F.A.Q’s: Frank Kraemer of Kraemer’s Culinary Blog

Photo credit: Kraemer Media Group

Frank Kraemer is a chef you should get to know, in the event that you aren’t already aware of him or his Kraemer’s Culinary Blog.  His recipes  and the photos of the dishes he creates don’t seem like things that were created so much as crafted by a heart and mind that know the world needs more deliciousness in it.  He’s been doing what he does long enough to know how to get it right, and he recently agreed to let Flavorful World peek inside his head on a number of topics related to cooking and eating well.

Flavorful World: Tell us about the best, most recent meal you’ve enjoyed more than 50 miles from where you reside, and whether you traveled specifically for this meal?

Frank Kraemer: About a month ago we visited B. Smith restaurant in Sag Harbor, which is in the south fork of Long Island. This area is a weekend hot spot for all New Yorkers, especially in the summer. Whenever we visit the area we make sure we stop at B. Smith restaurant, which is located in the center of the harbor with beautiful water views.

For the starter I had curried crispy oysters with coconut wasabi vinaigrette and for the entrée roasted halibut with collard greens and Dijon mustard sauce. One of the reasons I like to go there is because of their creative menu, which includes some Asian ingredients paired with American cuisine. I love this
type of cuisine.

FW:  I’m having dinner of a lemon chicken paillard with seasonal veggies and garlic mashed potatoes.  Tell us what wine/beer/cocktail you’d pair with this meal and why you chose it.

FK: For the wine I recommend a Riesling. Not long ago I enjoyed a bottle of Trimbach Riesling, which is from France and cost about $ 20.00 a bottle. This Riesling has some fruit flavors with light acidity, which is ideal to stand up to the lemon in your dish.

In general dry Rieslings go well with creamy and acidic foods. Sweet Rieslings go well with spicy foods or desserts.

For a beer I would recommend a Warsteiner Pilsner, which has enough hops to stand up against the lemon, yet still mild in taste. In general pair a beer that is slightly milder than the flavors of your food. In that case you won’t over power the flavor of the dish. Robust dishes such as grilled steaks go well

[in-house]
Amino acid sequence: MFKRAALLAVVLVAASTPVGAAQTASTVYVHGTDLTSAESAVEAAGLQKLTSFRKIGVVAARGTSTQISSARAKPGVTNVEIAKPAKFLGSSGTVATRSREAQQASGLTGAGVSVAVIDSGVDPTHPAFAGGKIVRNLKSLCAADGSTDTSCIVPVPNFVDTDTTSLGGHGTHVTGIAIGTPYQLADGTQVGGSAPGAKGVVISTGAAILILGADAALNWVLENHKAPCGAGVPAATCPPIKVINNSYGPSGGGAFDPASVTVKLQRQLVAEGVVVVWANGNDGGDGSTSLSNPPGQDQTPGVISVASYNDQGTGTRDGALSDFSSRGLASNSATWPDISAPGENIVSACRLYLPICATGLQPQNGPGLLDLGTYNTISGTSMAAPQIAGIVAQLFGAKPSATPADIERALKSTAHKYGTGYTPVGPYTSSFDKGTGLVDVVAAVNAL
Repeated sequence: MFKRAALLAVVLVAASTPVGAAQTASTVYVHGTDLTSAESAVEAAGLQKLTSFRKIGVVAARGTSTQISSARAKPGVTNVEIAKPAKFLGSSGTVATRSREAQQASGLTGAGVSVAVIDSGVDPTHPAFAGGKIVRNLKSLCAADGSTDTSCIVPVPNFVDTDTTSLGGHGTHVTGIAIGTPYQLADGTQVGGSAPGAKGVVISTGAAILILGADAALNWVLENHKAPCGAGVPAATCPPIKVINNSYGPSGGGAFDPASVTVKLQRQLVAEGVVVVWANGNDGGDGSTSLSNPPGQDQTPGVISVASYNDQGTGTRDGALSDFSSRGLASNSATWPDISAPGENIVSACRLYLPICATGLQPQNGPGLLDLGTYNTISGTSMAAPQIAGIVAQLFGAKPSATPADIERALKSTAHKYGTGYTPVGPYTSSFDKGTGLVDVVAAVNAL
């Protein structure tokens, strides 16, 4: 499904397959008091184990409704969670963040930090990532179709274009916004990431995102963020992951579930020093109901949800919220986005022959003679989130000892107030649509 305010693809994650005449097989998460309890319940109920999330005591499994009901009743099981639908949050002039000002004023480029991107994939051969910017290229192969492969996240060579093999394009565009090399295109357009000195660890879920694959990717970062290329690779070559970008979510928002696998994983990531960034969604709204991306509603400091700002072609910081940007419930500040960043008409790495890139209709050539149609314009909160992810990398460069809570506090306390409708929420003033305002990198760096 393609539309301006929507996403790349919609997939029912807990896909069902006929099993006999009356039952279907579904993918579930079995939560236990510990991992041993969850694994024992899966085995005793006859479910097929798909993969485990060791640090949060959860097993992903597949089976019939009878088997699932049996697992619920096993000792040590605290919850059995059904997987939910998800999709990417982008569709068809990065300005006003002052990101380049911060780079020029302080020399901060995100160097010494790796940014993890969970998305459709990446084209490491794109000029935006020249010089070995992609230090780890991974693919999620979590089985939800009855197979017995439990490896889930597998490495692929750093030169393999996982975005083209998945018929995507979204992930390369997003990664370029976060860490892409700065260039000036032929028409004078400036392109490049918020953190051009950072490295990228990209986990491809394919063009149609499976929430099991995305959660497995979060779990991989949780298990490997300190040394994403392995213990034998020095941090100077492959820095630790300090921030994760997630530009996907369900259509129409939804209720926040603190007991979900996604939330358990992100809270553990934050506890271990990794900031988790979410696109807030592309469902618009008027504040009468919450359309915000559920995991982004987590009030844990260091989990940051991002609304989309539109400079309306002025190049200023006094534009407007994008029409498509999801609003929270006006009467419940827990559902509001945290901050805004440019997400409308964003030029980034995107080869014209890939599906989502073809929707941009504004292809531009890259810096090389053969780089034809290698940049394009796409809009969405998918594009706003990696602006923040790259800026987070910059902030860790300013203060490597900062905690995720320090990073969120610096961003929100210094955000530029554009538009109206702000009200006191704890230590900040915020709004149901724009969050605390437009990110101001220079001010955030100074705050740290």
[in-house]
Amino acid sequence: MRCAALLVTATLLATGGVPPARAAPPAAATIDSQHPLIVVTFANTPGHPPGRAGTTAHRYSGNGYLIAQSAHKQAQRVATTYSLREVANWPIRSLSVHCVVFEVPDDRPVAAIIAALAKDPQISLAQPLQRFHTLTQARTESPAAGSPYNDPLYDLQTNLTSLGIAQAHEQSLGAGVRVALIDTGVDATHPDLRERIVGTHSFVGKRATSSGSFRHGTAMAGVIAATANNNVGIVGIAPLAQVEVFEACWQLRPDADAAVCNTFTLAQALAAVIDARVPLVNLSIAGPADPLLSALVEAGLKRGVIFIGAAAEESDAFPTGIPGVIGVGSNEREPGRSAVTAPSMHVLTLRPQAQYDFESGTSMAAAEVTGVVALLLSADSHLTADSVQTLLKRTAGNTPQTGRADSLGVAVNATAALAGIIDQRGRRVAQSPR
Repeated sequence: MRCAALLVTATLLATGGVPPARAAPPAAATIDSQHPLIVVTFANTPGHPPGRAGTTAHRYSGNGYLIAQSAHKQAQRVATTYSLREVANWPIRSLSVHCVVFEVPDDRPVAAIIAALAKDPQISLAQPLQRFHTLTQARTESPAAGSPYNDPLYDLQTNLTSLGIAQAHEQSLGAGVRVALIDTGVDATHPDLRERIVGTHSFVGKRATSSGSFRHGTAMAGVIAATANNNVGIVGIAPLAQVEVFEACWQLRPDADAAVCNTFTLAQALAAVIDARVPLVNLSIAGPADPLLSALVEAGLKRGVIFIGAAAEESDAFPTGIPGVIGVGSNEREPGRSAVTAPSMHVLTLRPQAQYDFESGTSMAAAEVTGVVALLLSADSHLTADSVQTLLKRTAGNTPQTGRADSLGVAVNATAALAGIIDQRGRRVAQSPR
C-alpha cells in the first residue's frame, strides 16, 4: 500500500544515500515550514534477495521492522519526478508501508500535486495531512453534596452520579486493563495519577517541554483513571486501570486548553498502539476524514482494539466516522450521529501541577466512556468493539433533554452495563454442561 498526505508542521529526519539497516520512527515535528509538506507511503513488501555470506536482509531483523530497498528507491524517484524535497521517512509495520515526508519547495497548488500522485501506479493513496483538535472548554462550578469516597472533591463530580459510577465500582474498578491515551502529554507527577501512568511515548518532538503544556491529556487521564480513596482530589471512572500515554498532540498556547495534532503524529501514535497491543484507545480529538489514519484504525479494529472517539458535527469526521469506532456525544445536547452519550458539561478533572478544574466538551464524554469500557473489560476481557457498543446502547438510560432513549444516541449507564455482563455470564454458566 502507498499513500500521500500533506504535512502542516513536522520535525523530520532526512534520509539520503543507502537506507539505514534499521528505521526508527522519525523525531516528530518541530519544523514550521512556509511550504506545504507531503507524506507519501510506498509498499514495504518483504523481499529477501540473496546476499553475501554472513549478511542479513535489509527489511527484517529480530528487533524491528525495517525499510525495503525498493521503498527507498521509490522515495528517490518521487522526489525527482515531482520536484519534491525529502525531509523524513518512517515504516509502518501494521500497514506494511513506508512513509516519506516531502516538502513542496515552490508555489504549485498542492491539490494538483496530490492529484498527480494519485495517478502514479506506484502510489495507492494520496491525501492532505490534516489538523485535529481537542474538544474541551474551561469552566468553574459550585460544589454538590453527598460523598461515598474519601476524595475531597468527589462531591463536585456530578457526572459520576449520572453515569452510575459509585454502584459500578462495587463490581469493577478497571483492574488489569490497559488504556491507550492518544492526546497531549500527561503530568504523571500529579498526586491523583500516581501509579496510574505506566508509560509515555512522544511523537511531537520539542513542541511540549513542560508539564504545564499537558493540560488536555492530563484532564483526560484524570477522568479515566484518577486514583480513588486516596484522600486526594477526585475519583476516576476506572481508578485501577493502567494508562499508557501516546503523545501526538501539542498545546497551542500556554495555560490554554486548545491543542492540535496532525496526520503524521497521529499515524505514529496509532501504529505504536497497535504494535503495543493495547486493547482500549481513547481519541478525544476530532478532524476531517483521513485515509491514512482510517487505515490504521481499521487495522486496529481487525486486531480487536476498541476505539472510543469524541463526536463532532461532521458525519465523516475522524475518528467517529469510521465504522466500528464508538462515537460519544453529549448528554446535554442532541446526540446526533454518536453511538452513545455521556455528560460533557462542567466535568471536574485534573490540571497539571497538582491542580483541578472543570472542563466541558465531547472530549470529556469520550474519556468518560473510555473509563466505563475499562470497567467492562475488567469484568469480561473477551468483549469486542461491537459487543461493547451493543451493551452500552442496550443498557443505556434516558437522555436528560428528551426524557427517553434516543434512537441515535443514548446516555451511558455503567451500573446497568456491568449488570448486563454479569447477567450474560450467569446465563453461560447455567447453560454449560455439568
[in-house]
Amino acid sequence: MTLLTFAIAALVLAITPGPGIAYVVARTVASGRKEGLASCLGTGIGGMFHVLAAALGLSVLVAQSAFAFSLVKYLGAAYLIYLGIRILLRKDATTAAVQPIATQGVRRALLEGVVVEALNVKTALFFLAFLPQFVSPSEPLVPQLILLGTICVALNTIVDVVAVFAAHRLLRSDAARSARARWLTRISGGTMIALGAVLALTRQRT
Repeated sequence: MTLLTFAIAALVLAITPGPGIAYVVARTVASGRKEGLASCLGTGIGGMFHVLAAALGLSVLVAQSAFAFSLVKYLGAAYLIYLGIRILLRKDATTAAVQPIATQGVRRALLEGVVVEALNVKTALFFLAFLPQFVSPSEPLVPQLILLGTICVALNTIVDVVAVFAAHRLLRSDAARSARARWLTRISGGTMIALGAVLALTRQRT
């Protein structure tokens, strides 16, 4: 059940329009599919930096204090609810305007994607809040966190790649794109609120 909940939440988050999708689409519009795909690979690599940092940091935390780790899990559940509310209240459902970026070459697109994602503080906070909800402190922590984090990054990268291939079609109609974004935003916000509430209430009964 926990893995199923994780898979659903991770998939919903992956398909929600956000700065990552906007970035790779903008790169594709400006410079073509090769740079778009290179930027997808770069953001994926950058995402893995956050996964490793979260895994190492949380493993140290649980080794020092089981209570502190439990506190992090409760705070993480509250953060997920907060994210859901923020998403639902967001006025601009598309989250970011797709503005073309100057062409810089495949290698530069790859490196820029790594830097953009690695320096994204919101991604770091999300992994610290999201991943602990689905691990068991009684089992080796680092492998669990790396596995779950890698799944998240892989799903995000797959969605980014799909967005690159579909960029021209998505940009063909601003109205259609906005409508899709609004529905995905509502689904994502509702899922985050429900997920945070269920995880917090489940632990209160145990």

with hoppy beers such as Samuel Adams.

I’m not really a cocktail person; however I would recommend a lemon martini, a mojito or a margarita straight up with salt.

FW:  Tell us an ingredient for which your appreciation has grown over time.

FK: Curry! Whether it’s Indian, Thai or Mediterranean cuisine you’ll find it everywhere. I love it.

FW:  What items are always in your mise-en-place when you cook?

FK: I usually have a variety of fresh herbs, peeled garlic, butter, olive oil, sea salt, spices, a good bottle of red and white wine, a set of knifes and equipment. Basically, before I start to cook I try to have all my recipe ingredients ready prepared so I can utilize all my burners to the same time so I will be able to finish the entire menu at once. In that case I can spend more time at the table with my guests or family 🙂

FW:  Tell us a food that despite having tried several times and having had prepared by multiple different means, you continue to dislike.

FK: Artichokes.

FW:  Which of the five mother sauces do you utilize most in your recipes?  What attracts you to it/them more than to the others?

FK: I utilize them and I love them all. Whenever I cook sauces I’m in my element. Sauces are my favorite part of cooking. A good sauce makes a dish stand out. However, I would say béchamel, espanole and vinaigrette are the ones I use most often. These sauces are great because of their versatility.

FW:  Name your favorite dish in each of the following cuisines: Belgian, Cajun, Thai, American.  What makes these dishes your favorites?

FK: Belgian: Belgian waffles with warm cherries and whipped cream. What is
there not to like? Yummy…  🙂

Stoemp – this is a popular dish in Belgium. It consists of mashed potatoes, sausage, carrots and sometimes bacon. It reminds me of German cuisine.

Cajun: Shrimp Creole and Jambalaya. The distinctive flavors of Cajun cooking are just delicious.

Thai: Shrimp with Coconut Curry sauce. I like the ingredients; coconut, lemon
grass, pineapple and curry, simple yet really delicious.

American: New England clam chowder, Maryland crab cakes, Buffalo wings, Bison burger, a classic roast prime rib of beef and the list goes on. American food brings people together.

FW:  Excluding the name of any of your pre-existing blogs, websites, or print/online personas, tell us what name you would give to your memoir about your culinary exploits.

FK: Culinary adventures of a German Chef

FW:  When you aren’t cooking and/or eating delicious foods, how do you most enjoy spending your time?

FK: Spending time with my family, traveling, boating, jogging and reading.

*Note to Readers: If you want regular access to some of the most photogenic and delicious-sounding recipes being created today, you can follow Frank on Kraemer’s Culinary Blog, or on Pinterest or Google Plus.  Or if you don’t just like him, but really, really Like him with a capital “L”, you can show it on his Facebook page.  He slices, he dices, he Tweets, too, so you can also find him on Twitter, or can hit the links with him on LinkedIn (“Links.” “LinkedIn.”  See what I did there?  Good now go visit/follow/link/”Like” to your heart’s and stomach’s content.) 

One thought on “F.A.Q’s: Frank Kraemer of Kraemer’s Culinary Blog

  • August 16, 2012 at 11:37 PM

    Thank you so much for your kind words.

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